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verb try pronunciation in British English /traɪ/
Word Forms
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present tense
I/you/we/theytry
he/she/ittries
present participletrying
past tensetried
past participletried
  1. 1
    [intransitive/transitive] to attempt to do something

    I know she’s not very helpful, but she does try.

    Don’t try any of your tricks with me!

    try to do something:

    Just try to stay calm.

    try and do something:

    I will try and get the report to you today.

    try doing something:

    She tried talking about it to Steve, but he wouldn’t listen.

    try your best/hardest (to do something):

    Just try your best. I’m sure you’ll be fine.

    try hard:

    We’ll just have to try harder next time.

    try hard/desperately to do something:

    He was trying desperately not to laugh.

    try and try (=keep trying):

    Jamie tried and tried and eventually he got a job.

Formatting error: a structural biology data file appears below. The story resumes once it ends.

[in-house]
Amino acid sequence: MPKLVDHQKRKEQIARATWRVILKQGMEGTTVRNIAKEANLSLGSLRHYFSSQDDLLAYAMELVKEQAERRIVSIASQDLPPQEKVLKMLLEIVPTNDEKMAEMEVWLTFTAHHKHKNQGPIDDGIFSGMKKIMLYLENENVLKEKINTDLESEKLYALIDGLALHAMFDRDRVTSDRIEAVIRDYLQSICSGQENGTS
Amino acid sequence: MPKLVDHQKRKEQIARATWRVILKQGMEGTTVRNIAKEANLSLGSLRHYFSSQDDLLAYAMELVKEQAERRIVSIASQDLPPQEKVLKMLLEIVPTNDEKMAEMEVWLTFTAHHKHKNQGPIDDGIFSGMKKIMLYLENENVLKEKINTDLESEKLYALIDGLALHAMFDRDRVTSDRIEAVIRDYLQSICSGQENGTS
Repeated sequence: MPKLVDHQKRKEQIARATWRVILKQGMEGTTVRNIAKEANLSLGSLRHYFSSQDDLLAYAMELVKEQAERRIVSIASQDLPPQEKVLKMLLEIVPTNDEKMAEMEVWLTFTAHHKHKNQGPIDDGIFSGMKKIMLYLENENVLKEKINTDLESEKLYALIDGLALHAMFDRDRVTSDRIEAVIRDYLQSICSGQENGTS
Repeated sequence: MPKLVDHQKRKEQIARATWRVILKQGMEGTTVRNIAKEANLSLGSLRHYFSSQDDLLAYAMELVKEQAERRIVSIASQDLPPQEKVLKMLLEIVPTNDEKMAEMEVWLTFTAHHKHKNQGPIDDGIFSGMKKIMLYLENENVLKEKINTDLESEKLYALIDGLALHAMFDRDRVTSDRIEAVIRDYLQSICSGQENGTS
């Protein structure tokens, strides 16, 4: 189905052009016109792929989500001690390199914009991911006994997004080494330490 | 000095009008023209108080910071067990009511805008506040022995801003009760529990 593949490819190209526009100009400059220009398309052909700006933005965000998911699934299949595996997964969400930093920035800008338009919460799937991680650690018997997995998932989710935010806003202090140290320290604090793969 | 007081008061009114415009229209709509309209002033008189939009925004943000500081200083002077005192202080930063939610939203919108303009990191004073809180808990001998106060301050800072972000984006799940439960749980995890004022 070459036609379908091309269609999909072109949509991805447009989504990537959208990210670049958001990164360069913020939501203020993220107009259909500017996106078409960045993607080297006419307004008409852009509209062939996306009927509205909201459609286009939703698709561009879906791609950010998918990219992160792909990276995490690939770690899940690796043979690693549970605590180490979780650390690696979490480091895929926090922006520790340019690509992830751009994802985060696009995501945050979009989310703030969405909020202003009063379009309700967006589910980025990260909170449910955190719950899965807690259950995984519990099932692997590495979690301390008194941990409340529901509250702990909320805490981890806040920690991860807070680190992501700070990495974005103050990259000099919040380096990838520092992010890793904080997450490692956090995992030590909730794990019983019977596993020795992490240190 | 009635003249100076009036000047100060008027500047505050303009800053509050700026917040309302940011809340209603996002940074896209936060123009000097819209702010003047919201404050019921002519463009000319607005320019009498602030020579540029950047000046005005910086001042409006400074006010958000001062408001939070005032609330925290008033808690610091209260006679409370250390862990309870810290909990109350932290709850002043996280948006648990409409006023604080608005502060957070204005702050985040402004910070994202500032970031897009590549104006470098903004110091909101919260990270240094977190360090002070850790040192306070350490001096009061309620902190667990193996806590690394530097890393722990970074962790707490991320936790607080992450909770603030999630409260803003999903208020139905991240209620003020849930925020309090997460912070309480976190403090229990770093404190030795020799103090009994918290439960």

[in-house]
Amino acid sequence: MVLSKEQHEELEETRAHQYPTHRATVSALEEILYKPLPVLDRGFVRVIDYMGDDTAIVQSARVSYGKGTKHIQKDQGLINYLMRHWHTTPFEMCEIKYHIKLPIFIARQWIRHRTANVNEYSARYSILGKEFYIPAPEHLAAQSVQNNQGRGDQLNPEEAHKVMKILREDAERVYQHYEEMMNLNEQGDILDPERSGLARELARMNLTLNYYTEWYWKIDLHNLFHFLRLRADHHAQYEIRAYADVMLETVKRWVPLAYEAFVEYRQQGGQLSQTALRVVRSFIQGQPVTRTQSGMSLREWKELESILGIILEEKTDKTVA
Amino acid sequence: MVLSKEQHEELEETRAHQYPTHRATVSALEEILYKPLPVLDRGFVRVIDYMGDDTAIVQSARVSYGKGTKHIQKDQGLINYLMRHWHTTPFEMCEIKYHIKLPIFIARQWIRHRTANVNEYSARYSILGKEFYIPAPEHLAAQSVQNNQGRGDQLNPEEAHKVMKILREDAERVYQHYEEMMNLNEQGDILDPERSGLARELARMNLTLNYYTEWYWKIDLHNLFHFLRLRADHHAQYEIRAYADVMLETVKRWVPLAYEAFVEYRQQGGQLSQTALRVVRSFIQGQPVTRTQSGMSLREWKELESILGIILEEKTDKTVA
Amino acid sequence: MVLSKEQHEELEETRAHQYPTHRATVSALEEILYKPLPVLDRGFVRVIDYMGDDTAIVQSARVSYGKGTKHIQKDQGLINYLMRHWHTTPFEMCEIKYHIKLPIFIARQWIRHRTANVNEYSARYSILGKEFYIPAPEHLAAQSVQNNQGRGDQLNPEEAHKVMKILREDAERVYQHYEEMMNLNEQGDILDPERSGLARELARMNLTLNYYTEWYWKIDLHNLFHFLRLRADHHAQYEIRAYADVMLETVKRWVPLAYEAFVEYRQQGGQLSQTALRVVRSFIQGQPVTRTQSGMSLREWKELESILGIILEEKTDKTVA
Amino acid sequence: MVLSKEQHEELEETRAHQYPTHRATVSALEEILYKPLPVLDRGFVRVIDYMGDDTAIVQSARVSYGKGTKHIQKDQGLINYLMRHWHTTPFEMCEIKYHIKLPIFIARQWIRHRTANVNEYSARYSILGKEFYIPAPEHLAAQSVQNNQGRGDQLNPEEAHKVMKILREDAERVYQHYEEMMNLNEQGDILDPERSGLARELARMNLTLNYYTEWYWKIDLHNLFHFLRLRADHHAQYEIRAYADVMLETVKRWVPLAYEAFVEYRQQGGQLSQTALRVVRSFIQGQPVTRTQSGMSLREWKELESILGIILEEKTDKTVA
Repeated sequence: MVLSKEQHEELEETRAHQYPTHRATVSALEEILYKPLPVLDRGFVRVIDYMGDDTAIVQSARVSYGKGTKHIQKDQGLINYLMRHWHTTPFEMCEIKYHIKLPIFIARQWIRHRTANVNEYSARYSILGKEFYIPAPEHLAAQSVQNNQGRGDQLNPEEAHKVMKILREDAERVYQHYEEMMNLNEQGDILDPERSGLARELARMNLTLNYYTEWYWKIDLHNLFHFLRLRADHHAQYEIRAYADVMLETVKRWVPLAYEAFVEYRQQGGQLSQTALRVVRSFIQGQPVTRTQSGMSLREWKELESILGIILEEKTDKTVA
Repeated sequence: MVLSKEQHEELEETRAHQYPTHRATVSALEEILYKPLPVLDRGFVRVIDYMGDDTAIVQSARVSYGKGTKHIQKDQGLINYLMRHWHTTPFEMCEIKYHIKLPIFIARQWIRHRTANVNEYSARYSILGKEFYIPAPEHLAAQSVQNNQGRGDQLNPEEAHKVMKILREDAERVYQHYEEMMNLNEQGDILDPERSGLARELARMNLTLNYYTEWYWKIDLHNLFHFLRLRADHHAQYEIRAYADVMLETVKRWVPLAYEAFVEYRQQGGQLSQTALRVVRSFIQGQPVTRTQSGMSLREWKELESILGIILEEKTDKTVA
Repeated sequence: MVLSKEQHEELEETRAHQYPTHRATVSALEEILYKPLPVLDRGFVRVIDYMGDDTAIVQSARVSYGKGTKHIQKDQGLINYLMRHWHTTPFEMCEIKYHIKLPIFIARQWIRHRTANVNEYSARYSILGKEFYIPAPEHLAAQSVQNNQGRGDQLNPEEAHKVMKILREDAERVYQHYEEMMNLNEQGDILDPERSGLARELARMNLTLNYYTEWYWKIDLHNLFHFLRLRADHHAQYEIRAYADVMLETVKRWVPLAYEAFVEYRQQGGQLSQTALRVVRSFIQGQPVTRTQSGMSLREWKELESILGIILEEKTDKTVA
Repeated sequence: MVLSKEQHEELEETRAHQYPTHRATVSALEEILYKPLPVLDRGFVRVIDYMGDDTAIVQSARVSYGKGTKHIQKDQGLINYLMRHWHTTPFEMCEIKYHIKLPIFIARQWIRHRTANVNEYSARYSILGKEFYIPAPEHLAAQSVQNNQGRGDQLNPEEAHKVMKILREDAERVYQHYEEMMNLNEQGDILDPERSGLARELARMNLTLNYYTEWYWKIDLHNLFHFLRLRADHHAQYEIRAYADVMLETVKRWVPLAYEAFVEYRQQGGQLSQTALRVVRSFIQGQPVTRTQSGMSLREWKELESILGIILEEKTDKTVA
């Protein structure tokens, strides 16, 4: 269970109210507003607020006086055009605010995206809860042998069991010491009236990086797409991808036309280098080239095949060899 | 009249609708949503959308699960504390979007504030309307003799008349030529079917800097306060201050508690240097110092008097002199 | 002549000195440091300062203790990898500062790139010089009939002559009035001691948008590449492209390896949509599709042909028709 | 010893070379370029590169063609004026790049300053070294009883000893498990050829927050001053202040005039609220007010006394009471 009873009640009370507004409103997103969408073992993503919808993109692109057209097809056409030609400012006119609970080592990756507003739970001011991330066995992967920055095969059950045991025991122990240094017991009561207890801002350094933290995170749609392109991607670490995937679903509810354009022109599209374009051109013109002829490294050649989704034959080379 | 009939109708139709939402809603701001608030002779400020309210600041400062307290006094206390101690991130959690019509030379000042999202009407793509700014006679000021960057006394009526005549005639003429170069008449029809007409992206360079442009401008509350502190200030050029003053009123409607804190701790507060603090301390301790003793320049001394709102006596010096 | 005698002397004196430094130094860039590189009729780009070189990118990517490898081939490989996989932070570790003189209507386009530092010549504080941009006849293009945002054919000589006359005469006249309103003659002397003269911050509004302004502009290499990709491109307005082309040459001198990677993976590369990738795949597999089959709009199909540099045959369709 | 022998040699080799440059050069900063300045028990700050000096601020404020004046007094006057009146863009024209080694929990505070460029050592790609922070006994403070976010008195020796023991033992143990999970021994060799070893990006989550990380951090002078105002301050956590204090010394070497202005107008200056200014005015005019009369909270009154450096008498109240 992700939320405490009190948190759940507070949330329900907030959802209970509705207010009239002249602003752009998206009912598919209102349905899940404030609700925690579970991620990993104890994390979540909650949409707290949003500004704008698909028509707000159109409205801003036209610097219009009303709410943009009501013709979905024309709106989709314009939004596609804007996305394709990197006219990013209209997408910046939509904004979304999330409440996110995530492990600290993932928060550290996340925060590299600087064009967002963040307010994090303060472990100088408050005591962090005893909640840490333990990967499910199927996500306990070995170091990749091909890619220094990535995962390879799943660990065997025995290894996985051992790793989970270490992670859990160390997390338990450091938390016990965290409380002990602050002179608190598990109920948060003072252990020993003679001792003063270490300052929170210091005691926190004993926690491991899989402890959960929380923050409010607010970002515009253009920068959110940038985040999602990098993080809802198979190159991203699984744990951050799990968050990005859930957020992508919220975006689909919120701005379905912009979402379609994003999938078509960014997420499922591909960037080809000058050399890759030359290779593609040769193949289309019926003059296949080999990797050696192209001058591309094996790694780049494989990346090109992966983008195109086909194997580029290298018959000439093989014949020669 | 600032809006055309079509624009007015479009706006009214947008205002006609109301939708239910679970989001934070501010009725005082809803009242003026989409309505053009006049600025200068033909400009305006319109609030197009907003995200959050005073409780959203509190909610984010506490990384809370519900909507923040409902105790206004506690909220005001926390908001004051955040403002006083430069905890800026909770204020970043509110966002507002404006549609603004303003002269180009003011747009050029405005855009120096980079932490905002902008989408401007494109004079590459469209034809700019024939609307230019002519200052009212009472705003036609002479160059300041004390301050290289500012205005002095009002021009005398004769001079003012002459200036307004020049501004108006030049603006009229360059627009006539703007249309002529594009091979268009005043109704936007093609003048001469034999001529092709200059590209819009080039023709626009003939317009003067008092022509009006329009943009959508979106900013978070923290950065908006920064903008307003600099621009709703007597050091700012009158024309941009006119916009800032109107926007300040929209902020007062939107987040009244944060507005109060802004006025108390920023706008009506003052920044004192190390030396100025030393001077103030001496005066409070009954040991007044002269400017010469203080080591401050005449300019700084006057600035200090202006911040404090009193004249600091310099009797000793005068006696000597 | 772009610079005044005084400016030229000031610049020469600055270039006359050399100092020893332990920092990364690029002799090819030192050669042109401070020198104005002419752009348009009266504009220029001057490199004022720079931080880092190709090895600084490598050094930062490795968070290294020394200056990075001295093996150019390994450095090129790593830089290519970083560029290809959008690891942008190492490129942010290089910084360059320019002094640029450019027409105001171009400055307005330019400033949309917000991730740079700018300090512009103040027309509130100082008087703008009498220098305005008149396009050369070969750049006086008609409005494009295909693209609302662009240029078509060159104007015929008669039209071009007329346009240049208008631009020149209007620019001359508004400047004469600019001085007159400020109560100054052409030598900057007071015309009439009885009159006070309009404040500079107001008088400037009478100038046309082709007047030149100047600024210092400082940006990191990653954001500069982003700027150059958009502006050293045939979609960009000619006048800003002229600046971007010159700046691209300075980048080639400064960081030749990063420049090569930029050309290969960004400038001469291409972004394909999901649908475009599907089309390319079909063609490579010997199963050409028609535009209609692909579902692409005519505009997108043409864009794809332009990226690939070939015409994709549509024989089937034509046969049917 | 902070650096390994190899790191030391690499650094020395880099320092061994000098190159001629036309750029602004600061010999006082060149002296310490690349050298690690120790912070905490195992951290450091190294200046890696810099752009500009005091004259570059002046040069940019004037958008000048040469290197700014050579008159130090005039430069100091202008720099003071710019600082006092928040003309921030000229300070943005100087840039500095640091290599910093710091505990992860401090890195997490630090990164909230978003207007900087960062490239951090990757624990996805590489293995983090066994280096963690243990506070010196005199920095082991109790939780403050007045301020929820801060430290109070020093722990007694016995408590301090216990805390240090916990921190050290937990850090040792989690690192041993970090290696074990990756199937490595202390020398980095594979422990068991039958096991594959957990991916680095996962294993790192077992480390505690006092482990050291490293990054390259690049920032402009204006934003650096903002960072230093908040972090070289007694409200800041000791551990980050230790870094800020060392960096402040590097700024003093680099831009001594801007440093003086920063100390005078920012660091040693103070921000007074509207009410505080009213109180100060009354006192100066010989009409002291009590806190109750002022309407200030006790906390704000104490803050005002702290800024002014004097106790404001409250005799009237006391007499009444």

2. 2
    [transitive] to do something in order to find out what happens, or to find out whether something is good, suitable, effective etc

    He tried seven different colours before finding the right one.

    try doing something:

    I want to try playing tennis this spring.

    Try adding cornflour to thicken the sauce a bit.

    try something on someone:

    The drug isn’t ready to be tried on humans yet.

    try something for size (=put on a piece of clothing in order to see whether it fits):

    Try this pair for size – they look about right.

    try something new/different (with something):

    Let’s try something different with your hair this time.

    try anything once:

    ‘Would you like to go skydiving?’ ‘I’ll try anything once.’

  3. 4
    [transitive] [usually passive] to judge a person or case in a court of law

    Franklin’s case will be tried on 25th August.

    try someone for something:

    He was tried for murder and found guilty.

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